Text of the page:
On Friday nights, the Lawrenceburg Motorcycle Speedway comes alive. The smell of exhaust fills the air and bleachers vibrate from the deafening roar of motors revving, as motorcyclists of all ages line up to compete in a high-adrenaline, high-risk race around a smooth dirt track.
These are the nights that James Procopio lives for. The 74-year-old Vietnam War veteran started racing motorcycles in his 20s but had to give it up after family and life got in the way.
Procopio says he was diagnosed with colon cancer in 2011 and needed surgery to remove his intestines. He returned to the race track about four years ago after receiving his final chemotherapy treatment.
“I came down here one night, said ‘Man, I sure miss that,’ and from that night on I put a bike together and started racing,” Procopio told The Enquirer, sitting in the back of a pickup truck on a cold, dark November night, the orange glow of a portable heater at his feet, while waiting for his turn to race.
Procopio worked for two years fixing up a red, white and blue 1980 Honda XR 500 to get it in racing form. But he was only able to race the bike once before it was stolen, along with his pickup truck, from his apartment in Mount Healthy.
The truck was recovered not long after it was stolen but the bike was gone. “Every spare dime went into that bike,” he said.
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Working out of his garage on old and vintage motorbikes, Procopio is somewhat of a local legend. He got his first job when he was 13 working on bicycles and motorbikes at Bishop’s Bicycle Shop in Silverton, where he stayed until he was drafted into the U.S. Army at age 19.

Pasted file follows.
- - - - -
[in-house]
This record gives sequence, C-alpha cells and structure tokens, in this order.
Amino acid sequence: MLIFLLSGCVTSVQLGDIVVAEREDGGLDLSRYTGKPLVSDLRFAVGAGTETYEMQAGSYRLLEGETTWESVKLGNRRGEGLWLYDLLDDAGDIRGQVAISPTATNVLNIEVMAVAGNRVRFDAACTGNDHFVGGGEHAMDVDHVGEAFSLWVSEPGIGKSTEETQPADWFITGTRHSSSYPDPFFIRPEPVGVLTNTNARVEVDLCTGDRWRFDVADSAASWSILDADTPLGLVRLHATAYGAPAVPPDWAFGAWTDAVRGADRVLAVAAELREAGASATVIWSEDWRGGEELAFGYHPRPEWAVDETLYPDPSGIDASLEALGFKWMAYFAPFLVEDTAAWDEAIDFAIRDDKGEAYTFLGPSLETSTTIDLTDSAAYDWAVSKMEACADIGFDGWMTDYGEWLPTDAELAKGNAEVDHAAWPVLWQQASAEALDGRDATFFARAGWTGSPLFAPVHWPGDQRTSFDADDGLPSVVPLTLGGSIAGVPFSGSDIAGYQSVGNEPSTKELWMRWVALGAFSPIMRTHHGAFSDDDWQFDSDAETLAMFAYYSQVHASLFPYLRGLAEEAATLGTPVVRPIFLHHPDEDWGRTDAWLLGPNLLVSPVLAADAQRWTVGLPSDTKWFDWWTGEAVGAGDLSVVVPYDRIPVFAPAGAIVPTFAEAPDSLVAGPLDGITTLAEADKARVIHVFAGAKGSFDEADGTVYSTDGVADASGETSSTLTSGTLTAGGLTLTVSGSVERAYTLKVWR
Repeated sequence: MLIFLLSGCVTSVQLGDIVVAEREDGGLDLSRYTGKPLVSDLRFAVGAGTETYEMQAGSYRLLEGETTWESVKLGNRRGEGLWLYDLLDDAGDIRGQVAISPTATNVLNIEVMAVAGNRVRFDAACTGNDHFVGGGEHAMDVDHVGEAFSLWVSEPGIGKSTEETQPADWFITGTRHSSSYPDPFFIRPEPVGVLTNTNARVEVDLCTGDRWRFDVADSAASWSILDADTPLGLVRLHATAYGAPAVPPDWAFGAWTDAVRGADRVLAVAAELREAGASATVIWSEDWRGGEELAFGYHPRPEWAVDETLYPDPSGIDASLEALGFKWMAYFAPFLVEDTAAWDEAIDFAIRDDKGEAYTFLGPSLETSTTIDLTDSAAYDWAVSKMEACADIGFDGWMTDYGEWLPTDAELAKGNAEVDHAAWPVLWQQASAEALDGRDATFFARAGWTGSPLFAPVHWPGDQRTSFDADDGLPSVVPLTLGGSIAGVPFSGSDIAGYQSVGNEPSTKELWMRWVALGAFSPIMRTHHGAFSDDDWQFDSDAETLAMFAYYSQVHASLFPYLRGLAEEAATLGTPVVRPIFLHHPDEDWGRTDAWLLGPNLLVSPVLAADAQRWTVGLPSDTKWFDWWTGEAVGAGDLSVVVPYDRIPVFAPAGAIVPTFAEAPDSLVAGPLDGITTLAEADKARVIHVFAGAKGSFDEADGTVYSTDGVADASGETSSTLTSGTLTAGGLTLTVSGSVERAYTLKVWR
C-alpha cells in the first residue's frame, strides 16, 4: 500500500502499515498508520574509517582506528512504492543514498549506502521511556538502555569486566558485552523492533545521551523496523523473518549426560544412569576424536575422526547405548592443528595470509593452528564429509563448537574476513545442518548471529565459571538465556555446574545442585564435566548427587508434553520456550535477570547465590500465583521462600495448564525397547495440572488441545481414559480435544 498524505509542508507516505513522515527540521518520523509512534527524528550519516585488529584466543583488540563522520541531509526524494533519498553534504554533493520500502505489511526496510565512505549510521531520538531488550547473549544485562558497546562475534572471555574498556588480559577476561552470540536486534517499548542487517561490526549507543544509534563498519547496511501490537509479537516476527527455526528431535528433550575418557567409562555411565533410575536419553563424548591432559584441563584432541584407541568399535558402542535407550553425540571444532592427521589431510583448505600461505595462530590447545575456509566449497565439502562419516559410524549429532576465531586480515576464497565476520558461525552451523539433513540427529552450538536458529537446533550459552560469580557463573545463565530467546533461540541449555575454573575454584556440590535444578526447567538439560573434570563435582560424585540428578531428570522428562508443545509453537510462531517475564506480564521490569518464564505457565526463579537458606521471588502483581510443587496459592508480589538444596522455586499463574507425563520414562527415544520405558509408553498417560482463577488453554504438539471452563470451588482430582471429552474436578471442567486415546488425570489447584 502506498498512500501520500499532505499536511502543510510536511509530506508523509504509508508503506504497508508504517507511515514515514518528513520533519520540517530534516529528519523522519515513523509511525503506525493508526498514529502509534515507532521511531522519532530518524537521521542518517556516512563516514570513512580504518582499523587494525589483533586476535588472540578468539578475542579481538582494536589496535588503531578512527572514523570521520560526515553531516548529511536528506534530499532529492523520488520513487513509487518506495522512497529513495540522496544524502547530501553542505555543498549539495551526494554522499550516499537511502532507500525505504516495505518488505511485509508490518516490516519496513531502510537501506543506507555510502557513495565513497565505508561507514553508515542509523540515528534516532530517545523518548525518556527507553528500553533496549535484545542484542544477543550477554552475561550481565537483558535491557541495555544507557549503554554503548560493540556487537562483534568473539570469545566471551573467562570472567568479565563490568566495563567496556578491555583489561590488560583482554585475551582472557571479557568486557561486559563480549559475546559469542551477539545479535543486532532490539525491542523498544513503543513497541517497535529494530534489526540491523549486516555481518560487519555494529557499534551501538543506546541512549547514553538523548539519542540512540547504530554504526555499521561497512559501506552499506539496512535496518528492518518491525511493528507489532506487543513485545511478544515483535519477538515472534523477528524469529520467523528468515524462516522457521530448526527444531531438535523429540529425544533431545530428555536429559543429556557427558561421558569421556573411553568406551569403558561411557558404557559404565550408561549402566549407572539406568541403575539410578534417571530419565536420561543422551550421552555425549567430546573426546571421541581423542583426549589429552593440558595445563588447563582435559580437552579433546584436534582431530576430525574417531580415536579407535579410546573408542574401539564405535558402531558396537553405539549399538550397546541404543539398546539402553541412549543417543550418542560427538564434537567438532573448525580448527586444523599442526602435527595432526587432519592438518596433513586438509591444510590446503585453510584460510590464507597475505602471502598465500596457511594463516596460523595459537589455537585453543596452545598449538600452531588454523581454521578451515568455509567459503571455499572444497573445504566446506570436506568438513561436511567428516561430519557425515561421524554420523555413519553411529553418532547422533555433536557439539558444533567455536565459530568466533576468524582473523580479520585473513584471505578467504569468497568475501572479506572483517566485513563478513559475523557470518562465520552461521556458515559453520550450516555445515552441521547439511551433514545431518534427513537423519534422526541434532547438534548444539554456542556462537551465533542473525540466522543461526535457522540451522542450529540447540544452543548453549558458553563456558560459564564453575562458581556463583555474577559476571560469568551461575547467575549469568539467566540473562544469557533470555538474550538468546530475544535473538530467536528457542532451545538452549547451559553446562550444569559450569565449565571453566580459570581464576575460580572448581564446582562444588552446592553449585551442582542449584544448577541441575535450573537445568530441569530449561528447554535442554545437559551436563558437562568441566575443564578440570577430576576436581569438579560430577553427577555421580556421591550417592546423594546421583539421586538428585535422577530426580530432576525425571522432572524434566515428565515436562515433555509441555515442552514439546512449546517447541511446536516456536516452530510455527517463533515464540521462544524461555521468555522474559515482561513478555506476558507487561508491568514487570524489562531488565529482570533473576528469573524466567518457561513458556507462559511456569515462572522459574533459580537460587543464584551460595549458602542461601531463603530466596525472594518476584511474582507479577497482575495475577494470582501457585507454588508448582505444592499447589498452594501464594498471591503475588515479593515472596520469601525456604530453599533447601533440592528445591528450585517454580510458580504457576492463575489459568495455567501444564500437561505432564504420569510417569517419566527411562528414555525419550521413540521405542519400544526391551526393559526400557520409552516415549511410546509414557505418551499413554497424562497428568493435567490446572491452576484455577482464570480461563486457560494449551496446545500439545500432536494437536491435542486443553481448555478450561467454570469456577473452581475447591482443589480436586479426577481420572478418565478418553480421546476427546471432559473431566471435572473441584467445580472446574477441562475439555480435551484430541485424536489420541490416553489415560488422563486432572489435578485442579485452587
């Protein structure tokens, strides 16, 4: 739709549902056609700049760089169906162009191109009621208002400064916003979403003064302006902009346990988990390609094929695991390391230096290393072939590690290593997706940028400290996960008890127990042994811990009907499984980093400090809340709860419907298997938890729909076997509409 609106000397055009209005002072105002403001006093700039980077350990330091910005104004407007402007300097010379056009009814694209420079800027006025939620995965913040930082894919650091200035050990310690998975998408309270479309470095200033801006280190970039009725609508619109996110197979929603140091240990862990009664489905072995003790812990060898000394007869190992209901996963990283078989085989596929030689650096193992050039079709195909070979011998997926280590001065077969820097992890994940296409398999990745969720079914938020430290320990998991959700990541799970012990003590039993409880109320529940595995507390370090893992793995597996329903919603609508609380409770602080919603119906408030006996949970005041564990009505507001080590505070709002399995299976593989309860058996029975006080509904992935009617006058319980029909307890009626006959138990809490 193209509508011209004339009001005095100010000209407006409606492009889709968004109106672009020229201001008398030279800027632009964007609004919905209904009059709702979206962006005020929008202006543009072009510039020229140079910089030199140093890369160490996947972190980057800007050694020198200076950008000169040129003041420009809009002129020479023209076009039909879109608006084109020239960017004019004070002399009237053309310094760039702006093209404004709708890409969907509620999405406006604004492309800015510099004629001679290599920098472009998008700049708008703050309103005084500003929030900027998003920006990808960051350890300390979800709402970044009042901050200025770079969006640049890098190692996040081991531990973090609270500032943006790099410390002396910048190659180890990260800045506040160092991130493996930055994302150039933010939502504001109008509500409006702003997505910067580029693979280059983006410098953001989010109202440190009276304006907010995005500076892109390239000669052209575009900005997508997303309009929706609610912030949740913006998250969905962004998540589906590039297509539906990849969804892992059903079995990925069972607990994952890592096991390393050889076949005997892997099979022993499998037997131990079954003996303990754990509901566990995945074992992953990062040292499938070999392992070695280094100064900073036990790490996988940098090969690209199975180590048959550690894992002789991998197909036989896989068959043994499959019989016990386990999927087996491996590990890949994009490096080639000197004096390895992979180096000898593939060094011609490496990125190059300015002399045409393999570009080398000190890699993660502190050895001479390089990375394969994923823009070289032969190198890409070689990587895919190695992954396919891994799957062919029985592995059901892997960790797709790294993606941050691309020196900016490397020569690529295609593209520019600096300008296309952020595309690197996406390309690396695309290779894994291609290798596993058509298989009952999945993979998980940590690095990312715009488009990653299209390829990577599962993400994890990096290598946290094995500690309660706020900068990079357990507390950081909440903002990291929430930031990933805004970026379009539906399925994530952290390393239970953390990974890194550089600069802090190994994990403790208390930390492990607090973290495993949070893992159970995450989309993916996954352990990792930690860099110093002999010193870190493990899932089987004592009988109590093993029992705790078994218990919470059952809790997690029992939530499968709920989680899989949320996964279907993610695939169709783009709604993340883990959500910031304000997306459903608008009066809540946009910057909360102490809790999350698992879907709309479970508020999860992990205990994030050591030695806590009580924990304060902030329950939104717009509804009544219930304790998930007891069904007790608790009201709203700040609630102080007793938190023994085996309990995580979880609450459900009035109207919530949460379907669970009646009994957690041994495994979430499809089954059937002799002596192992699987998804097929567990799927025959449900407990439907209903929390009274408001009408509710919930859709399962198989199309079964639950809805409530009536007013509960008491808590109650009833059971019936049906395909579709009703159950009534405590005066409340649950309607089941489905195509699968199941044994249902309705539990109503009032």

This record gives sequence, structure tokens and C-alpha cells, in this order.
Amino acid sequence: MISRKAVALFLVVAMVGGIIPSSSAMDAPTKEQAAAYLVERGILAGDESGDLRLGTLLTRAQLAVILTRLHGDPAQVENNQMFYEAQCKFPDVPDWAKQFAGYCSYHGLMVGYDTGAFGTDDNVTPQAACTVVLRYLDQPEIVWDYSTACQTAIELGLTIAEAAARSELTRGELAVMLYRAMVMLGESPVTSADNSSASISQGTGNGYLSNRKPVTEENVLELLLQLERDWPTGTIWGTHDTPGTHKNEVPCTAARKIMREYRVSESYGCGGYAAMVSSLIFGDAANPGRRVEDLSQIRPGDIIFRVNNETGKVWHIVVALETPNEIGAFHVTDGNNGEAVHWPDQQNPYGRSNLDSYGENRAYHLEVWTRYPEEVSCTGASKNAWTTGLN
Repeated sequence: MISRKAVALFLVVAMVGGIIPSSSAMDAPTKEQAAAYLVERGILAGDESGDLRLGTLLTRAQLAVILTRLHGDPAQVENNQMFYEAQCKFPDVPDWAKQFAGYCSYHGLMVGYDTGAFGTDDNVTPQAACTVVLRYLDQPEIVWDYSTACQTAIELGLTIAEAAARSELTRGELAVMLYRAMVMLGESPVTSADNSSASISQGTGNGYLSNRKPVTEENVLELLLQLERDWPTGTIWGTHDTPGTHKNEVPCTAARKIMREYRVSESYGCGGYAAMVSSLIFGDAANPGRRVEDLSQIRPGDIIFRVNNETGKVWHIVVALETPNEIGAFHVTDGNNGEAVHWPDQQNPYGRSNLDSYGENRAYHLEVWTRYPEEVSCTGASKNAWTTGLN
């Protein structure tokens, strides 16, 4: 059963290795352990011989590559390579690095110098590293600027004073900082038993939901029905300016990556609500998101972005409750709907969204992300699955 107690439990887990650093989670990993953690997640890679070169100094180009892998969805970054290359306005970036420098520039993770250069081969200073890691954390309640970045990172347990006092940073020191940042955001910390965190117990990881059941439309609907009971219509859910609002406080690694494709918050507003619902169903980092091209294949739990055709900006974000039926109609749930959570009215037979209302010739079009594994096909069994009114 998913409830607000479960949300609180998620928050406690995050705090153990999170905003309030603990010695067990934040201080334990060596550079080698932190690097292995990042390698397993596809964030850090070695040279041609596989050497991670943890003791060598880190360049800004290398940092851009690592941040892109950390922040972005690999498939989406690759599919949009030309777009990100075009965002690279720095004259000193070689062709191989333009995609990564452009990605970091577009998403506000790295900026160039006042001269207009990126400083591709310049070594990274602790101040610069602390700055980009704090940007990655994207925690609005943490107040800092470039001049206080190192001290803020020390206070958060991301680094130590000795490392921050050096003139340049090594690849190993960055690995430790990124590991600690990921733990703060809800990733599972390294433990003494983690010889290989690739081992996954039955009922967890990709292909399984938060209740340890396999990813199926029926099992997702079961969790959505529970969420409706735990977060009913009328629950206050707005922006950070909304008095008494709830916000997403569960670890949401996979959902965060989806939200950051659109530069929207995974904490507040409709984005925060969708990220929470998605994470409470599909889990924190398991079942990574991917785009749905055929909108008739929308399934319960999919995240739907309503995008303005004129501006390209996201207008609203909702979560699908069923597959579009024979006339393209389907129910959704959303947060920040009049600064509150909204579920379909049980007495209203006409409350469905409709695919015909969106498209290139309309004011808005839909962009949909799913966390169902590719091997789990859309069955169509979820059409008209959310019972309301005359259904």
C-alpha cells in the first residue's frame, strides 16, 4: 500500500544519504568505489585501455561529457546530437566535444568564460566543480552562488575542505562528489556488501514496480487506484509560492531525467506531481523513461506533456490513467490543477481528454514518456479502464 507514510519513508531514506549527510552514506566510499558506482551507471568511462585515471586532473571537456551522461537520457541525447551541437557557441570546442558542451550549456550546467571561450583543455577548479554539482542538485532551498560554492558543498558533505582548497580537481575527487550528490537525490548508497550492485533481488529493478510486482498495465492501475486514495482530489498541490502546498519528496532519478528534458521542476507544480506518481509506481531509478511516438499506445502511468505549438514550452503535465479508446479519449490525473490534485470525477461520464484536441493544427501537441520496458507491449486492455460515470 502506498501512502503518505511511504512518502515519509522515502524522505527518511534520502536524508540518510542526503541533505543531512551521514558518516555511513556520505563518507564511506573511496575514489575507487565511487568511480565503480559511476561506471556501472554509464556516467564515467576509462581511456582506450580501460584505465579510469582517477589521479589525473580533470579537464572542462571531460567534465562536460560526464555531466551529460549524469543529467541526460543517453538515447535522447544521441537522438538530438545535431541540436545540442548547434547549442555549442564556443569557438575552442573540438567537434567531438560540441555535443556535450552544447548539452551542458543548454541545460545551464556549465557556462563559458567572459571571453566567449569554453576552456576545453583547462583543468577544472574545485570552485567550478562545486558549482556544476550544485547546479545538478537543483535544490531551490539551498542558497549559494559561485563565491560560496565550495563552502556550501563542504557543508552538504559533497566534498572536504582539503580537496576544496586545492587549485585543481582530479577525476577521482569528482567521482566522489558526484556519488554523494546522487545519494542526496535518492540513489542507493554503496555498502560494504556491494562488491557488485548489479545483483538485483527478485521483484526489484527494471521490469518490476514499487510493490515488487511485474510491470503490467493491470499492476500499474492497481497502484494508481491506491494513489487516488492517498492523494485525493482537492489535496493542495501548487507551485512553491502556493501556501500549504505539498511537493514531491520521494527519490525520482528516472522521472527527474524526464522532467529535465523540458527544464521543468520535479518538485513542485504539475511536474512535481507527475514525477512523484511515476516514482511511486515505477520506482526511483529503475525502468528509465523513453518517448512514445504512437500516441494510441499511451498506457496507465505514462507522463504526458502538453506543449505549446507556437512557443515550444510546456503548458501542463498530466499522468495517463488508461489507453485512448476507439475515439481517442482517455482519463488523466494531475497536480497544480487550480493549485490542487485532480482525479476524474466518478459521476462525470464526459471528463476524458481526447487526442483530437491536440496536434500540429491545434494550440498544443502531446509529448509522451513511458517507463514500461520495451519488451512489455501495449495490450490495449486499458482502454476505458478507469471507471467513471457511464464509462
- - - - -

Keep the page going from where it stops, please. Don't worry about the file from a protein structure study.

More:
It was through his part-time mechanic work that Procopio met Ben Groh, who’s since become a good friend and racing partner. In the past three years since Procopio’s bike was stolen, Groh said he had been working to track down the missing bike on Facebook Marketplace and Craigslist.
“It’s popped up here and there for the past three years,” Groh said. “I’ve seen it come and go and I’ve been close to getting it and it slipped through the cracks.”
Groh’s brother spotted the bike at a local body shop and he along with Rick Brun, another close friend of Procopio’s and fellow racer, were able to set up an undercover buy with Cincinnati police and retrieve the bike. It was returned to Procopio early last month.
Procopio describes the moment of seeing his motorcycle again as “totally amazing.” That same night he went down to the speedway and raced it.
Those who compete in flat track racing, in which racers drive on a dirt track with only rear brakes and must slide into each turn, describe it as more of a way of life than a sport. “A lot of people don’t really understand it fully until you try it,” Groh told The Enquirer.
“It’s kind of like surfing: one good wave will call you back the rest of your life,” Brun said.
For Procopio, after surviving two heart attacks, two strokes and cancer, it’s become a source of relief. “I’m in pain probably 24/7,” he said. “When I’m out there, I don’t feel a thing. Just everything goes away.”
The last race of the season in Lawrenceburg was held on Nov. 5. But Procopio says he’s going to keep racing “as long as I can.”